Tips for Giving Emotional Support to Cancer Patients

Giving emotional support to a loved one with cancer is not easy. You want to be there for your friend or family member, but at the same time, you are also hurting and feeling emotional.

You fear that displaying your emotion will end up hurting them rather than helping. Keep in mind that your strength will make them even stronger. Just how do you give support and how do you give it without breaking down?

Listen With Your Heart, Not Your Ears

When your loved one talks about their cancer, listen. Really listen. Sometimes, it is not what you say, it is what you do. Listening is one of the best ways to show you care. If your loved one wants to rant and rave about how unfair life is or whatever is on his or her mind, let it be. We need to have emotional outbursts every once in a while to vent our feelings. Knowing they have a shoulder to cry on is such a comfort.

If you are a problem-solver by nature, it will be a change to stop and just listen rather than brainstorming solutions. This isn't the time to be offering solutions, it's the time to listen. Even if your loved one is asking, "What can I do?" in the middle of other venting, hold back on the solutions until they are past the venting stage and in a true problem-solving mindset.

Don't Show Any Denial You May Be Feeling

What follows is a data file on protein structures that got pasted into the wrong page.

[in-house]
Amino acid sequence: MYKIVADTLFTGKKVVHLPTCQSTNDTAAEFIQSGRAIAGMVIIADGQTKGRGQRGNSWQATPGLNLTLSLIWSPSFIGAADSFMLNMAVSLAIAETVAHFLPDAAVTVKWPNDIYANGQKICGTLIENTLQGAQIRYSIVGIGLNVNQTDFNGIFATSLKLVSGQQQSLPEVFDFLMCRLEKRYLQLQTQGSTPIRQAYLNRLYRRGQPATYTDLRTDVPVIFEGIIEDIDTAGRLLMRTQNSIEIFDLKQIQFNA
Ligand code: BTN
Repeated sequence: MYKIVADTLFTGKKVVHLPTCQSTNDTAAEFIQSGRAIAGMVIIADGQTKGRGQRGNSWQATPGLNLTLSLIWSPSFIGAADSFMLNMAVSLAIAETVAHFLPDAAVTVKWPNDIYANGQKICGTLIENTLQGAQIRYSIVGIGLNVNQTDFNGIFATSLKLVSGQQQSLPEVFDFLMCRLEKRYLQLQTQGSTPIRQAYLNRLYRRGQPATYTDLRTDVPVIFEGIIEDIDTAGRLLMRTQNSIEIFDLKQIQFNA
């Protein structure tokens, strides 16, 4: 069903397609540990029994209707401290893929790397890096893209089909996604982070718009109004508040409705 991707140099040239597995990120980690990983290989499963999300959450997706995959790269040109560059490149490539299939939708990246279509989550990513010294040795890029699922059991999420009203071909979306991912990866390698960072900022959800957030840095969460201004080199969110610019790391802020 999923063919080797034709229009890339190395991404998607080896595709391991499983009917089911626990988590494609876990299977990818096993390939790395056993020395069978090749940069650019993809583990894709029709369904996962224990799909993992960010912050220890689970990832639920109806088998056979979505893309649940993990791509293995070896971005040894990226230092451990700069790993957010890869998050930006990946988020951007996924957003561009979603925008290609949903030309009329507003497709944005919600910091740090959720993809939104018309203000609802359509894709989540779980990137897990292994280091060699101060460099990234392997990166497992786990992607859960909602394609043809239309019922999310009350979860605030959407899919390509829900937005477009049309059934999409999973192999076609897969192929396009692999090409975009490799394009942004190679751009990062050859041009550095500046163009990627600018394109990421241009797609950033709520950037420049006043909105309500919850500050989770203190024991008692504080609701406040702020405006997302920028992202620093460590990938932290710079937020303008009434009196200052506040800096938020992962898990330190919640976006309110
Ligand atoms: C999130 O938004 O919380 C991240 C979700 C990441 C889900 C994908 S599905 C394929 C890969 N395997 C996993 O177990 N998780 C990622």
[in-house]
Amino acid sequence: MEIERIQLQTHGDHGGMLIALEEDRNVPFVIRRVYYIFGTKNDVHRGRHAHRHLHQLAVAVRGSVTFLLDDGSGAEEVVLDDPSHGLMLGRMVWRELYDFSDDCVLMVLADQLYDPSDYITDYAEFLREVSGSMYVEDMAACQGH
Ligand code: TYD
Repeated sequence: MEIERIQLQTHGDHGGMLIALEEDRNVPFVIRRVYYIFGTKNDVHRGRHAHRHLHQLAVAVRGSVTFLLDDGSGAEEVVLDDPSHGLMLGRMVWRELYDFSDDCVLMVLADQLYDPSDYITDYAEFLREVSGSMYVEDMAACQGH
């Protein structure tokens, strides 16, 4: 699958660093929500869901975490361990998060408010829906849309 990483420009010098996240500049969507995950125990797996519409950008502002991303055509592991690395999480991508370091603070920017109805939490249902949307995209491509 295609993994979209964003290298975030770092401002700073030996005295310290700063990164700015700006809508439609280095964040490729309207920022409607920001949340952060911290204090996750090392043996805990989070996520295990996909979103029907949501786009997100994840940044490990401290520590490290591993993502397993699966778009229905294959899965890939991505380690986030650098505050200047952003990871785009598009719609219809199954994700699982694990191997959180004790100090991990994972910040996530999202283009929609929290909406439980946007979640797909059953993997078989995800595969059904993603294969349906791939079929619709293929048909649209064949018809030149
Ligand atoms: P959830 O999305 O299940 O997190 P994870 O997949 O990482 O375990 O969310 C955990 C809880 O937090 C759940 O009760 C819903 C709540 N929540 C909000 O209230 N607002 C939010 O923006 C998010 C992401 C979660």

It's normal to be in disbelief. You've probably heard of other people who have been misdiagnosed and you are tempted to latch onto that hope. If your loved one has just been diagnosed, it is appropriate to suggest a second opinion, but only for the right reasons, not for false hope.

According to the American Cancer Society, delaying treatment may not be the best decision, depending on the type of cancer you have and the diagnosis.  But the organization adds that in some circumstances, a second opinion can help your loved one feel more certain about their type or stage of cancer.

Limit How Often You Say It's Going to Be Alright

If you knew how many times a cancer patient hears that in one day, you wouldn't say it at all. When cancer patients hear phrases like that, one of the first things they ask themselves is, "What if it's not okay", or "How do you know?". Instead of trying to reassure that everything will be fine, reinforce that they will make it through cancer.

Normalcy Is Very Important

Talk about what is going on in your life, good or bad, to your friend or loved one with cancer. You may feel like your life is trivial compared to having cancer, but it's important to act as normal as you can. It helps draw their focus away from their disease and to be a part of everyday life like they were before the diagnosis.

It is common for cancer patients to feel like invalids, even when they are fully functional. People begin treating them differently immediately upon hearing of their diagnosis. Maintaining normalcy is the key to coping.

A Word From Verywell

The secret to being supportive is in these tips. There are also 4 L's to remember when caring for a loved one with cancer: Listening, Learning, Loving, and most of all Laughter.

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Article Sources

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  1. Seeking a Second Opinion. American Cancer Society. August 7, 2019